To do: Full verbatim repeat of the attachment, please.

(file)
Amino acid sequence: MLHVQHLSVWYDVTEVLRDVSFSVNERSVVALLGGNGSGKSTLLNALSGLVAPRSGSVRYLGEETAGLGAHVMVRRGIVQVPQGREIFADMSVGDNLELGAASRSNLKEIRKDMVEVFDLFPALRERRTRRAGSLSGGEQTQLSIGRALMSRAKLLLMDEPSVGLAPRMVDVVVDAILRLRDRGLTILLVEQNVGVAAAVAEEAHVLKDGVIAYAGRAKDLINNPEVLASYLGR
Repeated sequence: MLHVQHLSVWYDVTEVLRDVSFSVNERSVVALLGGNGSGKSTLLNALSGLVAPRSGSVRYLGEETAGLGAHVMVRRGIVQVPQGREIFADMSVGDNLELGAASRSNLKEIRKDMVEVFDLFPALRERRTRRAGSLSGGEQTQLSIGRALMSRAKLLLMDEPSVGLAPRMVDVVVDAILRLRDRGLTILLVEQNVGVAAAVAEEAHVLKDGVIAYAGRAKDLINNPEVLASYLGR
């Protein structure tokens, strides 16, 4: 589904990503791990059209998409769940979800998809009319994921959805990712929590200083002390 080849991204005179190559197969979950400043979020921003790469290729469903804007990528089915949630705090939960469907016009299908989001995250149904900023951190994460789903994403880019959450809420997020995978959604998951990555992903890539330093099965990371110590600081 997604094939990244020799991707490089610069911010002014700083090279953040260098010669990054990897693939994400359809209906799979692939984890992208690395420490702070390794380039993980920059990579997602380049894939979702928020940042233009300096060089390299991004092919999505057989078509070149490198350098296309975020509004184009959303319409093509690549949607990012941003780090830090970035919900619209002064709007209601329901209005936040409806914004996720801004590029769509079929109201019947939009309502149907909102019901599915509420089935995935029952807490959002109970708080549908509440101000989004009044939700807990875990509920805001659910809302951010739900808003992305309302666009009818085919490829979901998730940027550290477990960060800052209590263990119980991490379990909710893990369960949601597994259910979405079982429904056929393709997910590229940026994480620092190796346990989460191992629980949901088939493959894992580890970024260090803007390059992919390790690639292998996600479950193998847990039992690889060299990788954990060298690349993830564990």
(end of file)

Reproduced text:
Amino acid sequence: MLHVQHLSVWYDVTEVLRDVSFSVNERSVVALLGGNGSGKSTLLNALSGLVAPRSGSVRYLGEETAGLGAHVMVRRGIVQVPQGREIFADMSVGDNLELGAASRSNLKEIRKDMVEVFDLFPALRERRTRRAGSLSGGEQTQLSIGRALMSRAKLLLMDEPSVGLAPRMVDVVVDAILRLRDRGLTILLVEQNVGVAAAVAEEAHVLKDGVIAYAGRAKDLINNPEVLASYLGR
Repeated sequence: MLHVQHLSVWYDVTEVLRDVSFSVNERSVVALLGGNGSGKSTLLNALSGLVAPRSGSVRYLGEETAGLGAHVMVRRGIVQVPQGREIFADMSVGDNLELGAASRSNLKEIRKDMVEVFDLFPALRERRTRRAGSLSGGEQTQLSIGRALMSRAKLLLMDEPSVGLAPRMVDVVVDAILRLRDRGLTILLVEQNVGVAAAVAEEAHVLKDGVIAYAGRAKDLINNPEVLASYLGR
């Protein structure tokens, strides 16, 4: 589904990503791990059209998409769940979800998809009319994921959805990712929590200083002390 080849991204005179190559197969979950400043979020921003790469290729469903804007990528089915949630705090939960469907016009299908989001995250149904900023951190994460789903994403880019959450809420997020995978959604998951990555992903890539330093099965990371110590600081 997604094939990244020799991707490089610069911010002014700083090279953040260098010669990054990897693939994400359809209906799979692939984890992208690395420490702070390794380039993980920059990579997602380049894939979702928020940042233009300096060089390299991004092919999505057989078509070149490198350098296309975020509004184009959303319409093509690549949607990012941003780090830090970035919900619209002064709007209601329901209005936040409806914004996720801004590029769509079929109201019947939009309502149907909102019901599915509420089935995935029952807490959002109970708080549908509440101000989004009044939700807990875990509920805001659910809302951010739900808003992305309302666009009818085919490829979901998730940027550290477990960060800052209590263990119980991490379990909710893990369960949601597994259910979405079982429904056929393709997910590229940026994480620092190796346990989460191992629980949901088939493959894992580890970024260090803007390059992919390790690639292998996600479950193998847990039992690889060299990788954990060298690349993830564990």